English is not my main language, but I'm pretty sure I have a rock solid foundation since I learned it in high school.

If I recall and memory serves, one cannot use past tense verbs twice in the same sentence, for example:

Why didn't you came last night?

This is completely wrong (I do not remember why, I just know it is) and it should be changed to this:

Why didn't you come last night?

That would make it valid.

I have this other sentence:

"well you did this to me, and that's why I did that."

Does the same "rule" apply to the above sentence?

  • It's all about paying in the same coins. I did it with her, she did it with him and he again did it with me. :-D – Maulik V Jul 15 '14 at 2:38

The rule doesn't apply for the last sentence, which is made up of two sentences linked together with "and"--the "dids" are independent of each other and therefore don't exhibit this pattern. However, the "didn't" in the second sentence is necessary to connect "why" with "come" to form a negative question in the past tense.

  • Basically agree. Obfuskater's first sentence would be better as 'The rule doesn't apply for the last sentence, which is made up of two clauses linked together with "and"'. A clause has one finite verb. Your first and second sentences have one clause and one finite verb; your last sentence has two clauses and two finite verbs. (That said, 'Why didn't you came last night?' is a common mistake by English language learners, but most people understand the meaning.) – Sydney Jul 15 '14 at 11:30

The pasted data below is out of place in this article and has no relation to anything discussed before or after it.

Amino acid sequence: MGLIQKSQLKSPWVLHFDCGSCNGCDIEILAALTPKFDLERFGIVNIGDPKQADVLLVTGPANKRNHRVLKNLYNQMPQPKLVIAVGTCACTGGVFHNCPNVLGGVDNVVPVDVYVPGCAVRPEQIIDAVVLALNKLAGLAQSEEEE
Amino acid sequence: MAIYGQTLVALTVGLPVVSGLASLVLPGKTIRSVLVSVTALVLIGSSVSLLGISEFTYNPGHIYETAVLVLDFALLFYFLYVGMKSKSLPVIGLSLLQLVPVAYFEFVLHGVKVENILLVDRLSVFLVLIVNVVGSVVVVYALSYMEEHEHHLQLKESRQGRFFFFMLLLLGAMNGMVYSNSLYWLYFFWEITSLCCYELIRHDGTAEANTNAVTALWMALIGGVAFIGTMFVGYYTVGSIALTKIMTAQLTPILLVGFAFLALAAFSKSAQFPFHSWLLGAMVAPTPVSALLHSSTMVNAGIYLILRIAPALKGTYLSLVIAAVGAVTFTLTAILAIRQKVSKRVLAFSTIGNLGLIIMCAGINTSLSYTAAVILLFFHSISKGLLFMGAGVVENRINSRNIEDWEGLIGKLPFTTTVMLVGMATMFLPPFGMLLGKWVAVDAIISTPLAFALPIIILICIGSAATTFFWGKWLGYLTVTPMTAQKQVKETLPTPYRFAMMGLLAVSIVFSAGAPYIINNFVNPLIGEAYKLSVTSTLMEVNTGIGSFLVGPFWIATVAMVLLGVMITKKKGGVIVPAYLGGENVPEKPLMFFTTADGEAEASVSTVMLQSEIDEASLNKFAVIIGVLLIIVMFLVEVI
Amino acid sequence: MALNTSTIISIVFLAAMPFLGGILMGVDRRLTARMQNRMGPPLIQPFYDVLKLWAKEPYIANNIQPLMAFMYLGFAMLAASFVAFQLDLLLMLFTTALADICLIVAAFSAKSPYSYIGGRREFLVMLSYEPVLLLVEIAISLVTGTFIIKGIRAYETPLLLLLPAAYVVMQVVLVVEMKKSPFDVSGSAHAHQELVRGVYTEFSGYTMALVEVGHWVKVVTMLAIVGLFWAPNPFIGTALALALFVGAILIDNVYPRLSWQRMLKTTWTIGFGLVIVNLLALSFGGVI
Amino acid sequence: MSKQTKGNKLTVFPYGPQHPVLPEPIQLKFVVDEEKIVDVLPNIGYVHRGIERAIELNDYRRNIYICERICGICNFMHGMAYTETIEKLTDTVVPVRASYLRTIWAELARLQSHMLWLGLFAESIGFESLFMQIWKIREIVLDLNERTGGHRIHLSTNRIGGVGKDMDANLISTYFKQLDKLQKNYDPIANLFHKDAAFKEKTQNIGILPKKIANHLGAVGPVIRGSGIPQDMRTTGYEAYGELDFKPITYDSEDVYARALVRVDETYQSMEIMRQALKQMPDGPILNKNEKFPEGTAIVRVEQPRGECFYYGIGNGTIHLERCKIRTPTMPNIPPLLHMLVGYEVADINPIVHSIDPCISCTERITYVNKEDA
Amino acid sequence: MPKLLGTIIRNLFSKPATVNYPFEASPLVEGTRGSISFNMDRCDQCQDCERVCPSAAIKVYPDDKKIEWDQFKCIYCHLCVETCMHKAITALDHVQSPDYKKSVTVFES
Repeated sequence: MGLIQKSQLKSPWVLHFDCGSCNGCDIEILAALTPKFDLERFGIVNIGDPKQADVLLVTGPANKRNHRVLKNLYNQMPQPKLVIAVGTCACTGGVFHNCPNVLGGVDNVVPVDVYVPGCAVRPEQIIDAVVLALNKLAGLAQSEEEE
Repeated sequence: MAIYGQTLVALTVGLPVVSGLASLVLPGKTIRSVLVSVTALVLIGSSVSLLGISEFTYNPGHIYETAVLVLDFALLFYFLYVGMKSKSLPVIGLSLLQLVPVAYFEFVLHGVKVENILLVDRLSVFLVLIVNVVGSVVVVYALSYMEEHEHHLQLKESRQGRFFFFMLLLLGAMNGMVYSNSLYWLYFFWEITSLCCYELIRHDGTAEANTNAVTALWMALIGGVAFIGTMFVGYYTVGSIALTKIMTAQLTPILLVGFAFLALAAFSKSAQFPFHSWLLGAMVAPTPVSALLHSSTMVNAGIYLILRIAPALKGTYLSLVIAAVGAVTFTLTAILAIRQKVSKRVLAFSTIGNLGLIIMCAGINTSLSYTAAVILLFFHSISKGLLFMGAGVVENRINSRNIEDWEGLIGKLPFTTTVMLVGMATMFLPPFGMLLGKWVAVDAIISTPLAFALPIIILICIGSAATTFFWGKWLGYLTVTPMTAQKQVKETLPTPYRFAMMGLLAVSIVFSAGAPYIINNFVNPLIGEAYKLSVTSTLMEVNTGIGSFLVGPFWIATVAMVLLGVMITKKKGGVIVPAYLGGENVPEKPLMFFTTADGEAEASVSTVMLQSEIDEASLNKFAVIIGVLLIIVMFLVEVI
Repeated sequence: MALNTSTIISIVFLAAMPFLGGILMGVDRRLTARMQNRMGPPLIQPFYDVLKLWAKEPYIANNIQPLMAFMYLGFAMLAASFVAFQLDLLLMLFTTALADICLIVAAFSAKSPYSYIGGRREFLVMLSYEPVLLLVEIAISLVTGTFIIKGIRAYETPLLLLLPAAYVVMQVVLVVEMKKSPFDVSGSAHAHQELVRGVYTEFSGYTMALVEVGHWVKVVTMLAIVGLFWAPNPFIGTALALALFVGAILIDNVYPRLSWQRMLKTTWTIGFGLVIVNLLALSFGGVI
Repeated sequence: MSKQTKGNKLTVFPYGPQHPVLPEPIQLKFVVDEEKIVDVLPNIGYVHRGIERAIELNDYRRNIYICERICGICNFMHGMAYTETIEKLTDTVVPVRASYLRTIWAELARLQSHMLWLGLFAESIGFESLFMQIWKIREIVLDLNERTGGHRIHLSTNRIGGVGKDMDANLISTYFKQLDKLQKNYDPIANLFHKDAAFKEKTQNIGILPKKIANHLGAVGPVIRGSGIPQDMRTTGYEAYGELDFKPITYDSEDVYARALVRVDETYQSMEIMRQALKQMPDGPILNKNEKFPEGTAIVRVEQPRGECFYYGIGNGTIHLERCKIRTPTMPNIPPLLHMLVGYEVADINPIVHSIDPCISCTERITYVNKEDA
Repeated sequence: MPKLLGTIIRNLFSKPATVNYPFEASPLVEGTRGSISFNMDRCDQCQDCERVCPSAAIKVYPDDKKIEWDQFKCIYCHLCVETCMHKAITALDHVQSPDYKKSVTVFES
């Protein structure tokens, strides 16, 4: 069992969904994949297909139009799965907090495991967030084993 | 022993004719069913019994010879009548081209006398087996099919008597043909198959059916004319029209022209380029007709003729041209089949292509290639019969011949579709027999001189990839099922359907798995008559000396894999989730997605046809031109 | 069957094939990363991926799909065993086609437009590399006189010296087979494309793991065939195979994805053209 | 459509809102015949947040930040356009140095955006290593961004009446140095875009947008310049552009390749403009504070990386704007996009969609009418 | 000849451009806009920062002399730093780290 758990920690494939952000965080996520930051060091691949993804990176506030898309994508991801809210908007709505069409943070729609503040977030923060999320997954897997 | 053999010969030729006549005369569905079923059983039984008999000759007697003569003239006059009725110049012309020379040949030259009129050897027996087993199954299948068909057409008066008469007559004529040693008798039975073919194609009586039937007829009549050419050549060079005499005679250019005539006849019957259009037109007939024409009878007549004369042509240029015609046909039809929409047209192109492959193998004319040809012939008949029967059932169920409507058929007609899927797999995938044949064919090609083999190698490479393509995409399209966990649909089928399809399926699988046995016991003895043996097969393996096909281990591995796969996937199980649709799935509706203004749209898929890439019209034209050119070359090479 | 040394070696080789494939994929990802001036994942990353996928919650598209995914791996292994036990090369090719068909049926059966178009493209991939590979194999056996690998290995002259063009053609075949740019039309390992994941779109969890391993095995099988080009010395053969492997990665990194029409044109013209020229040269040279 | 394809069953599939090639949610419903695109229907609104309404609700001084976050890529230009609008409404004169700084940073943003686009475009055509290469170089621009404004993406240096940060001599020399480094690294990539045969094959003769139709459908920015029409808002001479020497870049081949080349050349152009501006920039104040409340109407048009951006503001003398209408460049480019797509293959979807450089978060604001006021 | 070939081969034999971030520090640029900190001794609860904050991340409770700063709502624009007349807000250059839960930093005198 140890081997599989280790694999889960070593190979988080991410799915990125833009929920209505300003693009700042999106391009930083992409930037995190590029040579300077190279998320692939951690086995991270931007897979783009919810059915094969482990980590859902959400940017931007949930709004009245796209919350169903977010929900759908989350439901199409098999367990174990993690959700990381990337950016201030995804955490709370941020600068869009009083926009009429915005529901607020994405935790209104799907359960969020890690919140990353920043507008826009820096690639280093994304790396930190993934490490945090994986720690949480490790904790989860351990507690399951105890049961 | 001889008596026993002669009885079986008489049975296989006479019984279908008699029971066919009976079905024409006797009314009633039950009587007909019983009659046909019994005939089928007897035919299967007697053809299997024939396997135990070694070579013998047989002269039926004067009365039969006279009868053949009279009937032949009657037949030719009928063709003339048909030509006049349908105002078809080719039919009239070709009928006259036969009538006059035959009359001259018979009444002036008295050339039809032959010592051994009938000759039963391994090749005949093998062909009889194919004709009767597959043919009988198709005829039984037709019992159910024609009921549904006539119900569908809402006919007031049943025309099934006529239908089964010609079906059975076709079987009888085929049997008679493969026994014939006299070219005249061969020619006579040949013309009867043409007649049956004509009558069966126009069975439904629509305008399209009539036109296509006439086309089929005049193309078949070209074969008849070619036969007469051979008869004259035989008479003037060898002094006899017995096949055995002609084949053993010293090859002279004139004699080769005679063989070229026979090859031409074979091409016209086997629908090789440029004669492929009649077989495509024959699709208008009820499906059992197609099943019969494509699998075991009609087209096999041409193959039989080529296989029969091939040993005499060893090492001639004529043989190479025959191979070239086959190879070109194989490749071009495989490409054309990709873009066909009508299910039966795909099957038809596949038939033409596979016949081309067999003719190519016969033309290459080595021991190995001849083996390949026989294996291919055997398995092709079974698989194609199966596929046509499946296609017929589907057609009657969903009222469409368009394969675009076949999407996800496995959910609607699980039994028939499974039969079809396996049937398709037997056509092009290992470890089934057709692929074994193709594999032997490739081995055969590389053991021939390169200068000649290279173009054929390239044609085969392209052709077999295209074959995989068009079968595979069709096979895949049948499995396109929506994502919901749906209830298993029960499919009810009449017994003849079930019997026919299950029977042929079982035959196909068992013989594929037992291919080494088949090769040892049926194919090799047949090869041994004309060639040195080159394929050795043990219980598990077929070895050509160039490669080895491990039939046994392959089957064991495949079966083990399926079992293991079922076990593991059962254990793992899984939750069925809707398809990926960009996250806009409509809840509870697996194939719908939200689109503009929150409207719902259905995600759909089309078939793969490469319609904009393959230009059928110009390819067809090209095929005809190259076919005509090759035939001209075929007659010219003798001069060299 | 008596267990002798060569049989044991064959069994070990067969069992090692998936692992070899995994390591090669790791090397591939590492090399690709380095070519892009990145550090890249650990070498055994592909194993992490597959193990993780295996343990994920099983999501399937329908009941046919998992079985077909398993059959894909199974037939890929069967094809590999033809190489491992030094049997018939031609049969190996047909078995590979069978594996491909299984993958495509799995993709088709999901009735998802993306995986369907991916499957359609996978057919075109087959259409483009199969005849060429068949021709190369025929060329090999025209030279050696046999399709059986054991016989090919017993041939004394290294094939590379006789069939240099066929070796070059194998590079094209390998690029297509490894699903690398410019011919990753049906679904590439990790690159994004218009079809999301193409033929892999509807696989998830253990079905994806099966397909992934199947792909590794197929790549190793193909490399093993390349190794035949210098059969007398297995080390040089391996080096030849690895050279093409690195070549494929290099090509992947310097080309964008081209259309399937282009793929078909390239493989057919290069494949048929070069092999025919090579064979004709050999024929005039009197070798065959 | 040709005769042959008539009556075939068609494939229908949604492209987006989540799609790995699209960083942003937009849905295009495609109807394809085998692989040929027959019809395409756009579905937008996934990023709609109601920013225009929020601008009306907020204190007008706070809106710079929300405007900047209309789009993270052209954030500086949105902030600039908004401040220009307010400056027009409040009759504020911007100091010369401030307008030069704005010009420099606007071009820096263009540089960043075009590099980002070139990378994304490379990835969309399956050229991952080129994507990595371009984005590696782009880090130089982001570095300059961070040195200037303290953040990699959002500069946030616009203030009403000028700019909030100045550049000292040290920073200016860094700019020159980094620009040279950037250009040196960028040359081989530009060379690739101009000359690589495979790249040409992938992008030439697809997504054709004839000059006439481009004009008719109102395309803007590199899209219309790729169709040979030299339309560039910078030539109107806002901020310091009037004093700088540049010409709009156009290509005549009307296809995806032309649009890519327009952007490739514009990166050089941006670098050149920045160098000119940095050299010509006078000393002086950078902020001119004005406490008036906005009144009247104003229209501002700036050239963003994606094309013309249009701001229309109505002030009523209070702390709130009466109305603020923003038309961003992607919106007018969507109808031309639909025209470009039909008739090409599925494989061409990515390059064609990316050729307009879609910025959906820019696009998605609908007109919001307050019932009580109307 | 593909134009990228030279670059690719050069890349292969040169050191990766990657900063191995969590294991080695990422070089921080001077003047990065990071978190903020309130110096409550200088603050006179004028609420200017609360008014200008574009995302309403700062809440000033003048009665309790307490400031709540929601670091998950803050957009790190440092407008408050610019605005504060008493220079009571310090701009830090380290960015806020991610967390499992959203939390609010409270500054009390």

• @SydneyAustraliaESLTeacher: Good point about the first sentence. Thanks. – Obfuskater Jul 15 '14 at 12:16
  • Certainly it is easier to think about or say 'sentence' rather than 'clause', because the former is a standard word and the latter a technical one. In my classes I probably say 'sentence' more than 'clause'. – Sydney Jul 15 '14 at 23:46
  • I do like the precision of using technical terms, but for the sake of simplicity I try to use the same terminology I see most often in other posts. – Obfuskater Jul 16 '14 at 0:45

Your Answer

By clicking “Post Your Answer”, you agree to our terms of service, privacy policy and cookie policy

Not the answer you're looking for? Browse other questions tagged or ask your own question.